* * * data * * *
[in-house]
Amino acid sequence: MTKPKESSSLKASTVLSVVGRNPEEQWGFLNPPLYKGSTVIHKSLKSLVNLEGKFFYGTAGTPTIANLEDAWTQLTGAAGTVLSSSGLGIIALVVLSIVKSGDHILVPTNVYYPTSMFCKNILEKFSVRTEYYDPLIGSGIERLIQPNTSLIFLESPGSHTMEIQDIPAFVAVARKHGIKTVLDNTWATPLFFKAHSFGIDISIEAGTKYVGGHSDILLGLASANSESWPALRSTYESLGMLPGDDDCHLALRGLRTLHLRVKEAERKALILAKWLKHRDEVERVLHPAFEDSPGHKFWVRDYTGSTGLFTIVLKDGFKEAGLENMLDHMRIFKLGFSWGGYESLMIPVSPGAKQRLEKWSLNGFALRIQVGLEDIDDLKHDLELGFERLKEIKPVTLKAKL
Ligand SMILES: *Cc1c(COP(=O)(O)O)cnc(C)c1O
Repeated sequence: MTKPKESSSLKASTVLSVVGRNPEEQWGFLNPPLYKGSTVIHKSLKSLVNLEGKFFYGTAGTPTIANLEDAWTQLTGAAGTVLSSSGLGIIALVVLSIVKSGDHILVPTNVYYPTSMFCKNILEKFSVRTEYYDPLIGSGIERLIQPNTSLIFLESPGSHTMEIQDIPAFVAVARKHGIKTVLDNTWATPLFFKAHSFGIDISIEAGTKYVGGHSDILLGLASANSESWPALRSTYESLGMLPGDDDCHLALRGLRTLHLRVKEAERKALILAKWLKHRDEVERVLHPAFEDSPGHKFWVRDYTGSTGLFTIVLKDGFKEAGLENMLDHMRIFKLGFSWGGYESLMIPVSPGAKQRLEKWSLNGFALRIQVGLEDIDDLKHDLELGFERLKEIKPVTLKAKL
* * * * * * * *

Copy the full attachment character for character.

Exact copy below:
[in-house]
Amino acid sequence: MTKPKESSSLKASTVLSVVGRNPEEQWGFLNPPLYKGSTVIHKSLKSLVNLEGKFFYGTAGTPTIANLEDAWTQLTGAAGTVLSSSGLGIIALVVLSIVKSGDHILVPTNVYYPTSMFCKNILEKFSVRTEYYDPLIGSGIERLIQPNTSLIFLESPGSHTMEIQDIPAFVAVARKHGIKTVLDNTWATPLFFKAHSFGIDISIEAGTKYVGGHSDILLGLASANSESWPALRSTYESLGMLPGDDDCHLALRGLRTLHLRVKEAERKALILAKWLKHRDEVERVLHPAFEDSPGHKFWVRDYTGSTGLFTIVLKDGFKEAGLENMLDHMRIFKLGFSWGGYESLMIPVSPGAKQRLEKWSLNGFALRIQVGLEDIDDLKHDLELGFERLKEIKPVTLKAKL
Ligand SMILES: *Cc1c(COP(=O)(O)O)cnc(C)c1O
Repeated sequence: MTKPKESSSLKASTVLSVVGRNPEEQWGFLNPPLYKGSTVIHKSLKSLVNLEGKFFYGTAGTPTIANLEDAWTQLTGAAGTVLSSSGLGIIALVVLSIVKSGDHILVPTNVYYPTSMFCKNILEKFSVRTEYYDPLIGSGIERLIQPNTSLIFLESPGSHTMEIQDIPAFVAVARKHGIKTVLDNTWATPLFFKAHSFGIDISIEAGTKYVGGHSDILLGLASANSESWPALRSTYESLGMLPGDDDCHLALRGLRTLHLRVKEAERKALILAKWLKHRDEVERVLHPAFEDSPGHKFWVRDYTGSTGLFTIVLKDGFKEAGLENMLDHMRIFKLGFSWGGYESLMIPVSPGAKQRLEKWSLNGFALRIQVGLEDIDDLKHDLELGFERLKEIKPVTLKAKL